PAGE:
This doesn’t mean you have to run out and join every social media site known to man. ONLY sign up for the ones you’re actually going to use consistently. The most popular and effective right now are Facebook, Twitter, Instagram, Pinterest and Amazon ads.

Most social media platforms are free to set up and running ads can be done even on a very small budget.

Book-Related Profiles

Sign up for author profiles and popular book related sites. Unlike social media, you don’t have to actively do anything on these sites. Having a profile allows you to add your books, run ads, and gain followers, though.

Popular book-related sites right now include BookBub, Goodreads (don’t read reviews!), and My Book Cave. Most of these types of sites are free to sign up, but may be a bit pricier to run ads or features on and you have to be approved for features.

Newsletter Features

There are a million book-related newsletters out there that accept free and paid feature spots. The biggest the list, the higher the price. However, many smaller ads (free or $5) can be very effective. Most writers have a hard time getting features on bigger lists without a lot of reviews.

Making a Plan

Marketing Basics for Indie Authors

There’s a lot of trial and error involved with book marketing. Everyone’s book is different and will speak to readers in different ways.

Start small. Test out multiple avenues and keep track of what does and doesn’t work. As you evaluate the effectiveness of different tactics, you’ll be able to start making a solid plan.

Posted in books, creative writing, publishing, writing, writing advice, writing thoughts

Indie Author Basics: What is an indie author and is it right for you?

What is an indie author?

An indie author is a writer who self-publishes to sell their work, who approaches publishing as a business, who retains all or most rights to their work, and who retains creative control over their work.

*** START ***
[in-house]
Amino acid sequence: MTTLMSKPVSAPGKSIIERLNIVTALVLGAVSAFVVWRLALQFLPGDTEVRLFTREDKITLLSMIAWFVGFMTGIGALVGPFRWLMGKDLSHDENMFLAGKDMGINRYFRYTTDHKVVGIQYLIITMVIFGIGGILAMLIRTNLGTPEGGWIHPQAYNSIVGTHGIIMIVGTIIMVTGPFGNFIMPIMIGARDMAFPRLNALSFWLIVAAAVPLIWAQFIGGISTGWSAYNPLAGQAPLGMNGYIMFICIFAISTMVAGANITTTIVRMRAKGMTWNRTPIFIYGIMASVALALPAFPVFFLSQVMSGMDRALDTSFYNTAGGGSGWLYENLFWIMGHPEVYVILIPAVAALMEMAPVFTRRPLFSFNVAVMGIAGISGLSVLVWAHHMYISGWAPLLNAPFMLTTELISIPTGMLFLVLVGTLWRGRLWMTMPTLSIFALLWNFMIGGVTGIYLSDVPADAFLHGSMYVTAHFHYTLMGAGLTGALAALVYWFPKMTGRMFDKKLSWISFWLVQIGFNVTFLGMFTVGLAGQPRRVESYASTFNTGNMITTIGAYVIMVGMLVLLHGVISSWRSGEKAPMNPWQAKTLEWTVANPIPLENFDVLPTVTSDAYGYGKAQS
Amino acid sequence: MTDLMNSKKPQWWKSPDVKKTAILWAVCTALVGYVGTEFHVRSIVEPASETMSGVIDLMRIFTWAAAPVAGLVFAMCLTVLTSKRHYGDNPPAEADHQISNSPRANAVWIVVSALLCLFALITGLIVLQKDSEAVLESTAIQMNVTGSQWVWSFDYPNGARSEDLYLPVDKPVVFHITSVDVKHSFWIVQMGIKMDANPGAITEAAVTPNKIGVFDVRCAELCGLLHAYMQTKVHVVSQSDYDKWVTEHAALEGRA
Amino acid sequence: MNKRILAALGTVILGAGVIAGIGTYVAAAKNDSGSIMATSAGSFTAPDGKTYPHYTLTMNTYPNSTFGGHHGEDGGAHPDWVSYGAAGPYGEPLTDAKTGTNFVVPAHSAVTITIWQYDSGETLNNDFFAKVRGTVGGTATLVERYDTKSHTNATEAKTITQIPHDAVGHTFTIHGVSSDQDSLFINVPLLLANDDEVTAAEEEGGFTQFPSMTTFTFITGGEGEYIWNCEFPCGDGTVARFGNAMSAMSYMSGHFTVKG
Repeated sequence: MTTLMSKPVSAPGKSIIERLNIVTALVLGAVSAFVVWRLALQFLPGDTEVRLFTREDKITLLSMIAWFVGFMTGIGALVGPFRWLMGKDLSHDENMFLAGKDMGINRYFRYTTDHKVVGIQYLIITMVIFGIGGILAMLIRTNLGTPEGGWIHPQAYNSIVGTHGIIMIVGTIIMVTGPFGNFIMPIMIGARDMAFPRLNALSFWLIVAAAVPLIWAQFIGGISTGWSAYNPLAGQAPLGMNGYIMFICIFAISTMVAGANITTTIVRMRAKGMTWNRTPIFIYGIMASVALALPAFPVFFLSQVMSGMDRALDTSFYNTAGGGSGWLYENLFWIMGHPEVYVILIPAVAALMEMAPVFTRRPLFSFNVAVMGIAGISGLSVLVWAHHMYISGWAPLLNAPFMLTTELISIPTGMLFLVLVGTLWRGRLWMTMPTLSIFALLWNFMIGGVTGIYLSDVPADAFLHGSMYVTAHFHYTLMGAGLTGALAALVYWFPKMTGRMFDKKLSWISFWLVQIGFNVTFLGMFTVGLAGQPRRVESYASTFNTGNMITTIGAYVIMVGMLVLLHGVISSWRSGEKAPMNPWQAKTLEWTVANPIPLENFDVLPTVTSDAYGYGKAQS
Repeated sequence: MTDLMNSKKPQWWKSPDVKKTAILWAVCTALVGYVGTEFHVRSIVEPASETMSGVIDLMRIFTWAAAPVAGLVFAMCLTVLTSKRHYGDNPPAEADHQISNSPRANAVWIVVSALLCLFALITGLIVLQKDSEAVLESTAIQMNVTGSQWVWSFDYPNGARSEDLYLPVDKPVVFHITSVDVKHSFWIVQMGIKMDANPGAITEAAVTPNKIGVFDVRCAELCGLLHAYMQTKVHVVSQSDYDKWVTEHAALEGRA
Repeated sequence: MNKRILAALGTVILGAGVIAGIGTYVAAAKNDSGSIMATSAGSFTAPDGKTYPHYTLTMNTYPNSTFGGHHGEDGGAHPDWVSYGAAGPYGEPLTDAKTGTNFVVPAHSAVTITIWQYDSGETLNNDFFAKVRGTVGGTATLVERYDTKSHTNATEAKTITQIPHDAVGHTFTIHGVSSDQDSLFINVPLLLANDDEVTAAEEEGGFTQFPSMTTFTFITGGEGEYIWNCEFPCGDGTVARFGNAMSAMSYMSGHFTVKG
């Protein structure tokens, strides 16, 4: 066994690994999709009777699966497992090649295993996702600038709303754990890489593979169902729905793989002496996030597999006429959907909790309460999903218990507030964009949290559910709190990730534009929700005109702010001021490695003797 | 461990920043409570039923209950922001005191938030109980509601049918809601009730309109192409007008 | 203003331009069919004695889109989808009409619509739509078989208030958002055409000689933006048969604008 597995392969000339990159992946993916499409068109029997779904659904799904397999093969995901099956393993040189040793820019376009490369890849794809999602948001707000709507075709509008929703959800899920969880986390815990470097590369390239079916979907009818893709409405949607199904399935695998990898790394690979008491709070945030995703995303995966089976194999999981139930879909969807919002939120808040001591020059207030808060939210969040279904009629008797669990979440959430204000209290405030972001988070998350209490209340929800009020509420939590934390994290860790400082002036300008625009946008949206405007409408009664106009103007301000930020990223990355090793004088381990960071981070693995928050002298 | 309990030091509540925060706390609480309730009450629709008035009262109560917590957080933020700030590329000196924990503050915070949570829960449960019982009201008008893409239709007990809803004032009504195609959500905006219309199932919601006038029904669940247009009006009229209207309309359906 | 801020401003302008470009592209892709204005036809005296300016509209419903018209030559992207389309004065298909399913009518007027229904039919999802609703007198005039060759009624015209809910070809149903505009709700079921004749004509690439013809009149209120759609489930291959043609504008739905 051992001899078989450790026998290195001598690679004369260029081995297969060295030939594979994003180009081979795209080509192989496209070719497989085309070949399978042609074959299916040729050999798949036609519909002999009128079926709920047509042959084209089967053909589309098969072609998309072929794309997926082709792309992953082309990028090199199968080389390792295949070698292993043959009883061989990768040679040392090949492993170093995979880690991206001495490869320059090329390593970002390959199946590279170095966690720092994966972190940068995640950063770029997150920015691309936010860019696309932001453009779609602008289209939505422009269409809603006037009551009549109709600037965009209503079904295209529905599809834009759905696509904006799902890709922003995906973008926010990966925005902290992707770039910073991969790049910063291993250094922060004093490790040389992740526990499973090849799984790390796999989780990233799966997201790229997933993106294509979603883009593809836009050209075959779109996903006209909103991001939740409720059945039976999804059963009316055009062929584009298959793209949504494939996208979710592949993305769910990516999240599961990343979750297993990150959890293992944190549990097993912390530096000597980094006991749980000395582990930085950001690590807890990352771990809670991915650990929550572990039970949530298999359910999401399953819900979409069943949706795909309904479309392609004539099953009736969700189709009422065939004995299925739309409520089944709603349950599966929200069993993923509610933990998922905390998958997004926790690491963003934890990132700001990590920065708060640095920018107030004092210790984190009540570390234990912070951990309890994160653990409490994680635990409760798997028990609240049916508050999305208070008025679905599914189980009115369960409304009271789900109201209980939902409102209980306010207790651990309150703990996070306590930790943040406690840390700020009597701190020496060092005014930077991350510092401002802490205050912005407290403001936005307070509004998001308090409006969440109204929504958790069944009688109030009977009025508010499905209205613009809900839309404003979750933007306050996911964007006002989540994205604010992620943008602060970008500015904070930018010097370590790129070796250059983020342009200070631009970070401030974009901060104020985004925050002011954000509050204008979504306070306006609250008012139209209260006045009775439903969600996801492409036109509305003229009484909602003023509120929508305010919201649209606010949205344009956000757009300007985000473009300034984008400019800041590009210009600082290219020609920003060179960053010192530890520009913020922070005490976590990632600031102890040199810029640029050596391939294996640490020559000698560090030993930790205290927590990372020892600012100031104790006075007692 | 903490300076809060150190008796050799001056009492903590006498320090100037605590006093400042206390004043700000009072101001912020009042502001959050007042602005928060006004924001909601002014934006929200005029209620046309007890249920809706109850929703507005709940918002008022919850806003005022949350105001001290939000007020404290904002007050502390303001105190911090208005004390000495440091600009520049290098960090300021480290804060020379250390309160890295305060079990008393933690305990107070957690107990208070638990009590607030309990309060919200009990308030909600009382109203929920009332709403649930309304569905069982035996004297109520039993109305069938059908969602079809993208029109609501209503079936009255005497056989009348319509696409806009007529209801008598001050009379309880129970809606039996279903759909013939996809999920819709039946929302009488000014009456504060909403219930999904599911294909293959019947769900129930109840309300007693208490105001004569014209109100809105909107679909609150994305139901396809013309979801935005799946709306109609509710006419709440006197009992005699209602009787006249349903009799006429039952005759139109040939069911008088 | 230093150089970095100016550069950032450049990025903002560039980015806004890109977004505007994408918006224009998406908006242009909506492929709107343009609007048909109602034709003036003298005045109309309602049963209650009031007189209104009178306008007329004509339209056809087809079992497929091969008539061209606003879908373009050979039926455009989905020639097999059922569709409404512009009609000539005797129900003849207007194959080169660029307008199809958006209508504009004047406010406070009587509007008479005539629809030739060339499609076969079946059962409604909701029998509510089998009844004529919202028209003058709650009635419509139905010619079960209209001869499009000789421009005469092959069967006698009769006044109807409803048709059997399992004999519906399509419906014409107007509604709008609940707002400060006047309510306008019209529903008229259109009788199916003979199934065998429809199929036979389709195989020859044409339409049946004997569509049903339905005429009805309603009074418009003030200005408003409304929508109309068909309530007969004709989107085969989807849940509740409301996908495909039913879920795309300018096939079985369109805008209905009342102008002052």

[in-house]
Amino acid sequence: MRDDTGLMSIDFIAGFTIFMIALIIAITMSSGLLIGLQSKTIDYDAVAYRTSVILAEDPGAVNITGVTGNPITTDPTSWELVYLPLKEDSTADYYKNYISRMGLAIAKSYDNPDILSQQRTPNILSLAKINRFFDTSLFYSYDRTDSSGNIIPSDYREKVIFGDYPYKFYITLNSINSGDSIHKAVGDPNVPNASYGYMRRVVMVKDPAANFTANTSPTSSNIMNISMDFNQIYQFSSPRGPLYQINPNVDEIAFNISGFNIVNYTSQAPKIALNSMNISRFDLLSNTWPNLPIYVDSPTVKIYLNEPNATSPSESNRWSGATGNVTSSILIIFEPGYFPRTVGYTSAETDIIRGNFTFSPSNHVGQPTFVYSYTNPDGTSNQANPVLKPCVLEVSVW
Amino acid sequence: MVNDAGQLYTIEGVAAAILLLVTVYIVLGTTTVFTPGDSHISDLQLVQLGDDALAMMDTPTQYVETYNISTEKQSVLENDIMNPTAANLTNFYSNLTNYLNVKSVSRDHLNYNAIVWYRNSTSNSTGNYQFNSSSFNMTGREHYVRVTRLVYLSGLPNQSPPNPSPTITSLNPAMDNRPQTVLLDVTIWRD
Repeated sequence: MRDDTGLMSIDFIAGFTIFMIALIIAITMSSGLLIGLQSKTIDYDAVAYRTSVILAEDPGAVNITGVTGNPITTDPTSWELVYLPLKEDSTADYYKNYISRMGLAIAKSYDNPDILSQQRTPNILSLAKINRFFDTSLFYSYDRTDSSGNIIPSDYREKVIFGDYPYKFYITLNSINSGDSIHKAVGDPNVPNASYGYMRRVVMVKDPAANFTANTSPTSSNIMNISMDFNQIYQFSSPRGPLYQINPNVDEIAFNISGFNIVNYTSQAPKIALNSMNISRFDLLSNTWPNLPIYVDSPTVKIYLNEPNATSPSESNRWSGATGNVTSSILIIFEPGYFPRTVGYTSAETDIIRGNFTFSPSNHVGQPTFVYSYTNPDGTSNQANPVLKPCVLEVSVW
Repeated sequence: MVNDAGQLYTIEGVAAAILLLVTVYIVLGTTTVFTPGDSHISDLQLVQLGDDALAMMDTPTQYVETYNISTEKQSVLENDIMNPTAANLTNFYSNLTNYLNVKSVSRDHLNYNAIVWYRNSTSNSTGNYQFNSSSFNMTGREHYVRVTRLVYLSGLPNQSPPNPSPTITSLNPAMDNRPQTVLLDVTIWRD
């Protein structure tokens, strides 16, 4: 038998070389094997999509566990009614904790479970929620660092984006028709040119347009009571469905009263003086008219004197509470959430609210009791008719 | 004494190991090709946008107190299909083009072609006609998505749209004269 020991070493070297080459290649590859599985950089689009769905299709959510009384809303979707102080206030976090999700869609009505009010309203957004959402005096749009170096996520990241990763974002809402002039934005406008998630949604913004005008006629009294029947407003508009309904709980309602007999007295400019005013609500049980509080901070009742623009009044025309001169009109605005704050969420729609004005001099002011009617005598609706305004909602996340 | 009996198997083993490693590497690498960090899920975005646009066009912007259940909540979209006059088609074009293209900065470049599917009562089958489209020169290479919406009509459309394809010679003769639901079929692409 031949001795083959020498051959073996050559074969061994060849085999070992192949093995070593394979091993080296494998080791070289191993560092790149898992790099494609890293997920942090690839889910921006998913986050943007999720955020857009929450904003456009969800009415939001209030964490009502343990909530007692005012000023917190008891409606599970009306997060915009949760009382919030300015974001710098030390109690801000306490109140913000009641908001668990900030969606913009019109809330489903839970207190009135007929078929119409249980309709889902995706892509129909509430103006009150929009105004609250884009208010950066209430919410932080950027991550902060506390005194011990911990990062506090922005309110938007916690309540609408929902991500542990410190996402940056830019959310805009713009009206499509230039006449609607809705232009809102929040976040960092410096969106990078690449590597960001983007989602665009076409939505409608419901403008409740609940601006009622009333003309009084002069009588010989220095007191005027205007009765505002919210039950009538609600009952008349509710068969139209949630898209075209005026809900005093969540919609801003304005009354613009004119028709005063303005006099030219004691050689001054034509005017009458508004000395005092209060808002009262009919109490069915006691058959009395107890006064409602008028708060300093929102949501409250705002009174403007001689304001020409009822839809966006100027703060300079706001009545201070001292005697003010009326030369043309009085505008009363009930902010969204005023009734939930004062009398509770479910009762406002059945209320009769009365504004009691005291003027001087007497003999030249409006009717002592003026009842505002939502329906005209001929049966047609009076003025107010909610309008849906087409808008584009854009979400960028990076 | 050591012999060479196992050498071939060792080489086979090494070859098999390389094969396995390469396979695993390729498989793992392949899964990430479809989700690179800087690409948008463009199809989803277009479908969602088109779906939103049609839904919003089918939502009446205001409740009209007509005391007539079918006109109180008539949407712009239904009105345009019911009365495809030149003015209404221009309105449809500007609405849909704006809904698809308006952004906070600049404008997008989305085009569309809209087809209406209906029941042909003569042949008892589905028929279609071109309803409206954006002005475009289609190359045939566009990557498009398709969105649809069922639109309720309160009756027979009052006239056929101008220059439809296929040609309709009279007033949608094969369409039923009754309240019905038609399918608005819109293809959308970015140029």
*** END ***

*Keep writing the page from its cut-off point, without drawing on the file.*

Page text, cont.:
Authors today have many more publishing options than they have in the past. The three most common are traditional, indie, and hybrid. What are the differences between being a traditional, hybrid, and independent author?

Traditional: Contract with a publisher to have a book published. Sign over some or all rights to the work for a specific period of time. Most production decisions are made by the publisher. Publishers bear the cost of production and some marketing. Royalties are shared between the publisher, agent (if there is one), and the author.

Indie: Self-publishes all their books. Retains all rights to their work. Earns higher royalties. Author bears productions costs and marketing costs. Retains full creative control. Approaches writing as a business/career.

Hybrid: Publishes through a publisher and self-publishing. At least one book is self-published. Has a non-exclusive contract with a publisher, or self-publishes books that have been passed on/release by the publisher using a right of first refusal clause. Indie titles may be backlist books released from contracts.

When considering which option is right for you, consider some of the following questions:

What aspects of publishing can you learn to do yourself?

What aspects will you need help with?

How much of your royalties are you willing to give up in exchange for help?

How much time to do you have to commit to publishing?

How much creative/production control do you want?

What rights are you willing to give up and for how long?

There is no one-size-fits-all answer to publishing and deciding on a publishing route should be well thought out.

Next week, we’ll talk about some of the responsibilities indie author take on to build their career.